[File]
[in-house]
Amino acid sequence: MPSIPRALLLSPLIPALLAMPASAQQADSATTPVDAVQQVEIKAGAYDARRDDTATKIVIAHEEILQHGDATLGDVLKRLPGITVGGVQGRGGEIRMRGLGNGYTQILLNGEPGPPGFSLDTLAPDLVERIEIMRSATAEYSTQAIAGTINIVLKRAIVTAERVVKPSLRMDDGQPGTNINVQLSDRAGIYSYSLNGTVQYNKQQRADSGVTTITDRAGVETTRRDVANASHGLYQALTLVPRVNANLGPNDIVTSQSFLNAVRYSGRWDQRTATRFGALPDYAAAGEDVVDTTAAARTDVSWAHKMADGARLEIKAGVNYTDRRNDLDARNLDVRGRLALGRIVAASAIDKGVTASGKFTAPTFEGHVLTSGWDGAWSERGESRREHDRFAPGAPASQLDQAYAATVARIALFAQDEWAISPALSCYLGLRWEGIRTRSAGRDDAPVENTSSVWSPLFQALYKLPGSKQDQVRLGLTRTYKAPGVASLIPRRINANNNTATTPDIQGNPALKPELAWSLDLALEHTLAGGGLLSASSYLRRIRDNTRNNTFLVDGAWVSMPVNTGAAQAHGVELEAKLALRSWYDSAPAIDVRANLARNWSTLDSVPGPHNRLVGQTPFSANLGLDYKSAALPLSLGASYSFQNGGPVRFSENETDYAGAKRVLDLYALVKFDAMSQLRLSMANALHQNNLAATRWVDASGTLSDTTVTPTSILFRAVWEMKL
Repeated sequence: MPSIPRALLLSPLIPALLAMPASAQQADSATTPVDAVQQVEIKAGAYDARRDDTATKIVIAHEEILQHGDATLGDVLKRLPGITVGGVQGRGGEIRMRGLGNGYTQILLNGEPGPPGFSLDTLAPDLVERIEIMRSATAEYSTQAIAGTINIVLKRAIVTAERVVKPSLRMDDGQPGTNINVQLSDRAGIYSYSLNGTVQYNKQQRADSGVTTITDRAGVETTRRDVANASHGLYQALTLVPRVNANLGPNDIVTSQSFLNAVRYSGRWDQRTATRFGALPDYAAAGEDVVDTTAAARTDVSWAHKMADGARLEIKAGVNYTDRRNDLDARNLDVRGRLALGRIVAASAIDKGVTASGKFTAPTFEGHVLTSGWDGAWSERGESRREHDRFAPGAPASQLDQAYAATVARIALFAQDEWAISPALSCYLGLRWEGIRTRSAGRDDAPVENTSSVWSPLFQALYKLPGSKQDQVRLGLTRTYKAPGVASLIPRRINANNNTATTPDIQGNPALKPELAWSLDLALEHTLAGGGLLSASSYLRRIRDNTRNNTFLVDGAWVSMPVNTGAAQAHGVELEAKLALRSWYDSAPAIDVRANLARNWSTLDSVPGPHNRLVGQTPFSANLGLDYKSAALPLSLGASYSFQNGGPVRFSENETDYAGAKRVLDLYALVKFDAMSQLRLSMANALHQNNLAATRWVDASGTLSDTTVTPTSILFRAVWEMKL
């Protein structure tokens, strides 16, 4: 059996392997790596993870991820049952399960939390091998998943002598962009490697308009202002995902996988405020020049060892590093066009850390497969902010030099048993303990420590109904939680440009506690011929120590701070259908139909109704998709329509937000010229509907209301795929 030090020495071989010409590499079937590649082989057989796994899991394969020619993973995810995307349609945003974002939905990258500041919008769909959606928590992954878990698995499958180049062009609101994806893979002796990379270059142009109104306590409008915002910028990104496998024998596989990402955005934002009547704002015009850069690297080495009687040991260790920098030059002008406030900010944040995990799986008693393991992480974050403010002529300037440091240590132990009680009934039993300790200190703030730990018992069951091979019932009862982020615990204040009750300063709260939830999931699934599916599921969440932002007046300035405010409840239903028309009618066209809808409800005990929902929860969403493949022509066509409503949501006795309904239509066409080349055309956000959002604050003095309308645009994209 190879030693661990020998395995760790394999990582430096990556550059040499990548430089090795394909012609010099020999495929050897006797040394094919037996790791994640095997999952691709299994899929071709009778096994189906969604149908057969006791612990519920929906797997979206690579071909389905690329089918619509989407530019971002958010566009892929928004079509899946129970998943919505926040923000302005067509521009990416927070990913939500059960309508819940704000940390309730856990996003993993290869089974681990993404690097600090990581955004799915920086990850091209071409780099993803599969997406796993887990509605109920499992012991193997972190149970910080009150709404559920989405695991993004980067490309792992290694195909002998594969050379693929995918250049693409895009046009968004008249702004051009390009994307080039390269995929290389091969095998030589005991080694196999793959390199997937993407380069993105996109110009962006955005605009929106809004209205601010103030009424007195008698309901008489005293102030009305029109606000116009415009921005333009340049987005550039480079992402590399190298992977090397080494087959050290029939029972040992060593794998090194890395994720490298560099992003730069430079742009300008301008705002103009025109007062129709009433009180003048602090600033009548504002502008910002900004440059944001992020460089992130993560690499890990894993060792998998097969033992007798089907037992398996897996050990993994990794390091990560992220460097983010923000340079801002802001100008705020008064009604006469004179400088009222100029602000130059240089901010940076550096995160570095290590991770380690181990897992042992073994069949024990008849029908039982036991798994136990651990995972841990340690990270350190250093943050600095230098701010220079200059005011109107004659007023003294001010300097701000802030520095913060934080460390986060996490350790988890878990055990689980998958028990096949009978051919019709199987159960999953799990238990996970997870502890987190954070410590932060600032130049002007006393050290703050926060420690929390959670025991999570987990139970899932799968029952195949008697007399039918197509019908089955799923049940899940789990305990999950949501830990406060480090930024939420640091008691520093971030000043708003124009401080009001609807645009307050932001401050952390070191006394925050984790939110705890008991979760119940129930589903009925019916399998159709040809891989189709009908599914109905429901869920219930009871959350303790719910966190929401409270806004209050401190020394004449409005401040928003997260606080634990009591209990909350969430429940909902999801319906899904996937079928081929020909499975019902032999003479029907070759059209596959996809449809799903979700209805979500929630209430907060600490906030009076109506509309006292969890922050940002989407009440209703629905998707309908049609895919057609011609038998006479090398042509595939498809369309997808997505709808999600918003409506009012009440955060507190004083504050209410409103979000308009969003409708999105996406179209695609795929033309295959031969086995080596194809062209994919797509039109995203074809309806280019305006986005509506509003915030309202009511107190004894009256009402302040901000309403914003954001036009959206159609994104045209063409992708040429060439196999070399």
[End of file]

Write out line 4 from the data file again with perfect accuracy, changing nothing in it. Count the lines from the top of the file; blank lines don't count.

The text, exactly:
């Protein structure tokens, strides 16, 4: 059996392997790596993870991820049952399960939390091998998943002598962009490697308009202002995902996988405020020049060892590093066009850390497969902010030099048993303990420590109904939680440009506690011929120590701070259908139909109704998709329509937000010229509907209301795929 030090020495071989010409590499079937590649082989057989796994899991394969020619993973995810995307349609945003974002939905990258500041919008769909959606928590992954878990698995499958180049062009609101994806893979002796990379270059142009109104306590409008915002910028990104496998024998596989990402955005934002009547704002015009850069690297080495009687040991260790920098030059002008406030900010944040995990799986008693393991992480974050403010002529300037440091240590132990009680009934039993300790200190703030730990018992069951091979019932009862982020615990204040009750300063709260939830999931699934599916599921969440932002007046300035405010409840239903028309009618066209809808409800005990929902929860969403493949022509066509409503949501006795309904239509066409080349055309956000959002604050003095309308645009994209 190879030693661990020998395995760790394999990582430096990556550059040499990548430089090795394909012609010099020999495929050897006797040394094919037996790791994640095997999952691709299994899929071709009778096994189906969604149908057969006791612990519920929906797997979206690579071909389905690329089918619509989407530019971002958010566009892929928004079509899946129970998943919505926040923000302005067509521009990416927070990913939500059960309508819940704000940390309730856990996003993993290869089974681990993404690097600090990581955004799915920086990850091209071409780099993803599969997406796993887990509605109920499992012991193997972190149970910080009150709404559920989405695991993004980067490309792992290694195909002998594969050379693929995918250049693409895009046009968004008249702004051009390009994307080039390269995929290389091969095998030589005991080694196999793959390199997937993407380069993105996109110009962006955005605009929106809004209205601010103030009424007195008698309901008489005293102030009305029109606000116009415009921005333009340049987005550039480079992402590399190298992977090397080494087959050290029939029972040992060593794998090194890395994720490298560099992003730069430079742009300008301008705002103009025109007062129709009433009180003048602090600033009548504002502008910002900004440059944001992020460089992130993560690499890990894993060792998998097969033992007798089907037992398996897996050990993994990794390091990560992220460097983010923000340079801002802001100008705020008064009604006469004179400088009222100029602000130059240089901010940076550096995160570095290590991770380690181990897992042992073994069949024990008849029908039982036991798994136990651990995972841990340690990270350190250093943050600095230098701010220079200059005011109107004659007023003294001010300097701000802030520095913060934080460390986060996490350790988890878990055990689980998958028990096949009978051919019709199987159960999953799990238990996970997870502890987190954070410590932060600032130049002007006393050290703050926060420690929390959670025991999570987990139970899932799968029952195949008697007399039918197509019908089955799923049940899940789990305990999950949501830990406060480090930024939420640091008691520093971030000043708003124009401080009001609807645009307050932001401050952390070191006394925050984790939110705890008991979760119940129930589903009925019916399998159709040809891989189709009908599914109905429901869920219930009871959350303790719910966190929401409270806004209050401190020394004449409005401040928003997260606080634990009591209990909350969430429940909902999801319906899904996937079928081929020909499975019902032999003479029907070759059209596959996809449809799903979700209805979500929630209430907060600490906030009076109506509309006292969890922050940002989407009440209703629905998707309908049609895919057609011609038998006479090398042509595939498809369309997808997505709808999600918003409506009012009440955060507190004083504050209410409103979000308009969003409708999105996406179209695609795929033309295959031969086995080596194809062209994919797509039109995203074809309806280019305006986005509506509003915030309202009511107190004894009256009402302040901000309403914003954001036009959206159609994104045209063409992708040429060439196999070399």